Dedicating the inquiry to Hector Collado, a 55 year old who died on the Sage Sagittarius, national coordinator Dean Summers said flag of convenience ships often escaped regulations protecting seafarer’ safety rights, leaving them at risk, the Newcastle Herald reported.

‘‘We are boarding ships to protect the welfare, safety and dignity of international seafarers and we will be reporting to Australian authorities any abuse of rights or safety issues,’’ Summers said.

‘We’re going to try and inspect every ship in the port this week and take a sounding of the conditions for seafarers.’’

Inspections start on ship conditions in Newcastle

Following the death of a seafarer in Newcastle, ships visiting the port this week will be inspected to ensure their safety.

International Transport Workers Federation Inspectors boarded a coal vessel at Kooragang Island yesterday, launching the week-long campaign to investigate ships flying “flags of convenience.”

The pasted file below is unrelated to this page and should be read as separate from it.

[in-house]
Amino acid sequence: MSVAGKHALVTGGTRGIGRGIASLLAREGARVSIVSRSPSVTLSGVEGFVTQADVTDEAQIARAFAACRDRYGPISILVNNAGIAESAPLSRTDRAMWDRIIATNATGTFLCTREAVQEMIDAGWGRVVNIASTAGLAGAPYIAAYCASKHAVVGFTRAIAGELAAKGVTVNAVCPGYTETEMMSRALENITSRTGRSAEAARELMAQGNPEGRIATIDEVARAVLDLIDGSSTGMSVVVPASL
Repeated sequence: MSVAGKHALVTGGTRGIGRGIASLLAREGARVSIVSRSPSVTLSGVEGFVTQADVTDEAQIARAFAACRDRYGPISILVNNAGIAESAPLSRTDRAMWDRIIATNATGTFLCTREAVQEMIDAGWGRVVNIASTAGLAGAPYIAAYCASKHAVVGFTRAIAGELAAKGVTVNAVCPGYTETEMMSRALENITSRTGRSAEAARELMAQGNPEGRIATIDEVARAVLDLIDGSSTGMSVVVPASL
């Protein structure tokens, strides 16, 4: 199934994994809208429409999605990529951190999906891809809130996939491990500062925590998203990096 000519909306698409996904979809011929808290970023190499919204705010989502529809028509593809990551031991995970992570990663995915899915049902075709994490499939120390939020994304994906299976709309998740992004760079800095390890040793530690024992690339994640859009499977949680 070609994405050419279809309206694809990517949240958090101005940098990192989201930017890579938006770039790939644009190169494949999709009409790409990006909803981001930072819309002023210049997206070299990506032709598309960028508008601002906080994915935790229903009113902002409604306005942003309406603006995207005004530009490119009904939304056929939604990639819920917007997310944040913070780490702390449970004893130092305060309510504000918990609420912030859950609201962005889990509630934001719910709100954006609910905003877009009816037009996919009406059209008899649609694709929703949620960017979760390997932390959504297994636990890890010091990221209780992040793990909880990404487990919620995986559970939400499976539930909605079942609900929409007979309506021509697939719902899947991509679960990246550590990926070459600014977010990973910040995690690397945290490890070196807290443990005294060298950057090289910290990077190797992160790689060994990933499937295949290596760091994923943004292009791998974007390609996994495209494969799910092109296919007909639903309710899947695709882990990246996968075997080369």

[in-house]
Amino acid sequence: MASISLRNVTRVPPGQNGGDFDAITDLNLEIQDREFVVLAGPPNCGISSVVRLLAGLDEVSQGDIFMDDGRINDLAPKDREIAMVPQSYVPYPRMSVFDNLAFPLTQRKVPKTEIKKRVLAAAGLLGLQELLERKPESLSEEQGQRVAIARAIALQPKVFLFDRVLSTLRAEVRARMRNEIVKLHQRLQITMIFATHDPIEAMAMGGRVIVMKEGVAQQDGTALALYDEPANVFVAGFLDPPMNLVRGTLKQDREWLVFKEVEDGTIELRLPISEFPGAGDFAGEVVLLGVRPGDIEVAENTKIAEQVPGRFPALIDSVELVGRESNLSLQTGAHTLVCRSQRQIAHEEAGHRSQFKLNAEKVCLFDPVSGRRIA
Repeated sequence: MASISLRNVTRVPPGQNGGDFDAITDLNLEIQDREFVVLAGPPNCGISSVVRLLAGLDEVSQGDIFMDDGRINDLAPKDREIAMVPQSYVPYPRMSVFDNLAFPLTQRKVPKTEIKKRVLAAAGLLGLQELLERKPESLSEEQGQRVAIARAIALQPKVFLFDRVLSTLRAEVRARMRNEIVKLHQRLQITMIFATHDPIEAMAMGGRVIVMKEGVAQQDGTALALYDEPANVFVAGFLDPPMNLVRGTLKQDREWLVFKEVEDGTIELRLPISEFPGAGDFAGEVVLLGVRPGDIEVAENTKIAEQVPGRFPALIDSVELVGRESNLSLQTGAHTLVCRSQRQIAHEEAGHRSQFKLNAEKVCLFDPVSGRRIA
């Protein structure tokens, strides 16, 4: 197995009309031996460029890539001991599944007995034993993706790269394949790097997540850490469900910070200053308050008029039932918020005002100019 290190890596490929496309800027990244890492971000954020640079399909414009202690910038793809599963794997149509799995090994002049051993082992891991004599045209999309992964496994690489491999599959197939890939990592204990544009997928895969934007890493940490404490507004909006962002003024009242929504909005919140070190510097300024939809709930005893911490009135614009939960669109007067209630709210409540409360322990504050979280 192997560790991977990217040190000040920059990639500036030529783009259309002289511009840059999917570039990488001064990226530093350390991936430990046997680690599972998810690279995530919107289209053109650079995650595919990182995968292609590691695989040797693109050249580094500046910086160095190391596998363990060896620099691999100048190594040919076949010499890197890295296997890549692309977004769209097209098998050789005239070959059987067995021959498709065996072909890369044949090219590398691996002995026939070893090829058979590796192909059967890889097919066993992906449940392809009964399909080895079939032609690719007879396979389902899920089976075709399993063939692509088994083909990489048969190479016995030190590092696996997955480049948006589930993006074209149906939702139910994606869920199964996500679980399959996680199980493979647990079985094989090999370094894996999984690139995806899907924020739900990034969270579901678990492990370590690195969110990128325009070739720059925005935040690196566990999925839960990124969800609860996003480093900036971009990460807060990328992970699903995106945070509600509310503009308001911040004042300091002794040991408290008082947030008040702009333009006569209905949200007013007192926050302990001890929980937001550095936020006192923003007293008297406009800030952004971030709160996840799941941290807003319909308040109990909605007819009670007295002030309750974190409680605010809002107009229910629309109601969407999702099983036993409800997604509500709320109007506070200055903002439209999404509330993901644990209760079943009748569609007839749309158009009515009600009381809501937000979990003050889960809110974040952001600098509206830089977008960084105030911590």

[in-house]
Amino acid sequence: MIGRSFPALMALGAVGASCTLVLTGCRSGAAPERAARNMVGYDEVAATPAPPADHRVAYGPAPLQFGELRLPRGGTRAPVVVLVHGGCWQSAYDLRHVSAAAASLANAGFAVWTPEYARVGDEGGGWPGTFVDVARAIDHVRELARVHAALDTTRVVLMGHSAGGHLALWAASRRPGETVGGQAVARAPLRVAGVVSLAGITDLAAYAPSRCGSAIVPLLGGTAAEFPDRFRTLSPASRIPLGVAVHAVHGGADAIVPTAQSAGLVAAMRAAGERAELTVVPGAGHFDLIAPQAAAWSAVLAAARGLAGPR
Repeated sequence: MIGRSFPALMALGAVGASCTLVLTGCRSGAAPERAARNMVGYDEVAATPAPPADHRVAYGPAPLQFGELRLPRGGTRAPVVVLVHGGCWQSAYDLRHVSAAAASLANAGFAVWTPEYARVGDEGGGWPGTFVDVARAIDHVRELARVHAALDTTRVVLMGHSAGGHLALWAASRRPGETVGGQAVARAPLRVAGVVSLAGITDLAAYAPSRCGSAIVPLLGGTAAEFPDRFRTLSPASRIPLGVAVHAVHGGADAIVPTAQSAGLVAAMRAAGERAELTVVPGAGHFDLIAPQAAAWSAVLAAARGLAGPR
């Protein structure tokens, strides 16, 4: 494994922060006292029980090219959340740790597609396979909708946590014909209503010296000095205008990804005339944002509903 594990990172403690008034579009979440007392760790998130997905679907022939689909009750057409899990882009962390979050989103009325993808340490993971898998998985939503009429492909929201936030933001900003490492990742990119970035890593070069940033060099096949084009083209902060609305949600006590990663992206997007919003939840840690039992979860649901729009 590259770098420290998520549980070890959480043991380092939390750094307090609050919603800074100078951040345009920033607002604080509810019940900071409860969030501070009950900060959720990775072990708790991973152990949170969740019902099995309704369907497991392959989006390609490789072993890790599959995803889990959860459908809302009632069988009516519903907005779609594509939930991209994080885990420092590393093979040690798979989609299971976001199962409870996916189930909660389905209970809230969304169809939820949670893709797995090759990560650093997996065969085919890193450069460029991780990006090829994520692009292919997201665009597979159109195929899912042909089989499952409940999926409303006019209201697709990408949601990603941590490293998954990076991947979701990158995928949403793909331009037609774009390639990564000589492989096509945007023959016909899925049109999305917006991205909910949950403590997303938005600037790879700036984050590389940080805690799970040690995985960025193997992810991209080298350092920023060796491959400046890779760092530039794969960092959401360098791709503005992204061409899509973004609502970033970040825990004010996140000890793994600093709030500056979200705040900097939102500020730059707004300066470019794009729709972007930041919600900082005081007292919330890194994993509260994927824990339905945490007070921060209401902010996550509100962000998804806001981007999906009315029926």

Dedicating the inquiry to Hector Collado, a 55 year old who died on the Sage Sagittarius, national coordinator Dean Summers said flag of convenience ships often escaped regulations protecting seafarer’ safety rights, leaving them at risk, the Newcastle Herald reported.

‘‘We are boarding ships to protect the welfare, safety and dignity of international seafarers and we will be reporting to Australian authorities any abuse of rights or safety issues,’’ Summers said.

‘We’re going to try and inspect every ship in the port this week and take a sounding of the conditions for seafarers.’’

Newcastle Port Corporation said it would work closely with the body to help aid inspections and deal with any breaches found.

‘I would like to think Newcastle is viewed as a safe and welcoming port for seafarers,’’ chief executive Gary Webb said.

‘‘We look forward to providing any assistance we may in addressing any issues that are found.’’

Image: SMH